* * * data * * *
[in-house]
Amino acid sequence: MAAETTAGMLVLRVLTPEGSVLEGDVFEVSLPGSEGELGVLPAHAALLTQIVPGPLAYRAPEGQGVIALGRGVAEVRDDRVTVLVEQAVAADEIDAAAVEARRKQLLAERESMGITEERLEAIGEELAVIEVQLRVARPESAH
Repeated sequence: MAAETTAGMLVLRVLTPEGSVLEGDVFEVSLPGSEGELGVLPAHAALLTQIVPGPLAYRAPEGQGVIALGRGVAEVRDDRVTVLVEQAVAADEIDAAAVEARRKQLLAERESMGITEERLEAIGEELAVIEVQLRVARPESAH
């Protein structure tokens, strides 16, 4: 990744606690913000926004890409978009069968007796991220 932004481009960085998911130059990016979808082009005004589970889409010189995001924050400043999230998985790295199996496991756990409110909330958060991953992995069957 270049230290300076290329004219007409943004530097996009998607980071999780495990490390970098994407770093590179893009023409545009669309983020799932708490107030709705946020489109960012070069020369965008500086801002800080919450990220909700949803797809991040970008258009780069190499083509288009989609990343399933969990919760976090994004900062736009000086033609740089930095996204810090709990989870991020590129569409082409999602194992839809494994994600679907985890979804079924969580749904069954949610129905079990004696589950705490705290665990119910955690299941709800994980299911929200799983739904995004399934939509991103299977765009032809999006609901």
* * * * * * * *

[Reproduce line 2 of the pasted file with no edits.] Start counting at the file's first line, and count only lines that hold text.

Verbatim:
Amino acid sequence: MAAETTAGMLVLRVLTPEGSVLEGDVFEVSLPGSEGELGVLPAHAALLTQIVPGPLAYRAPEGQGVIALGRGVAEVRDDRVTVLVEQAVAADEIDAAAVEARRKQLLAERESMGITEERLEAIGEELAVIEVQLRVARPESAH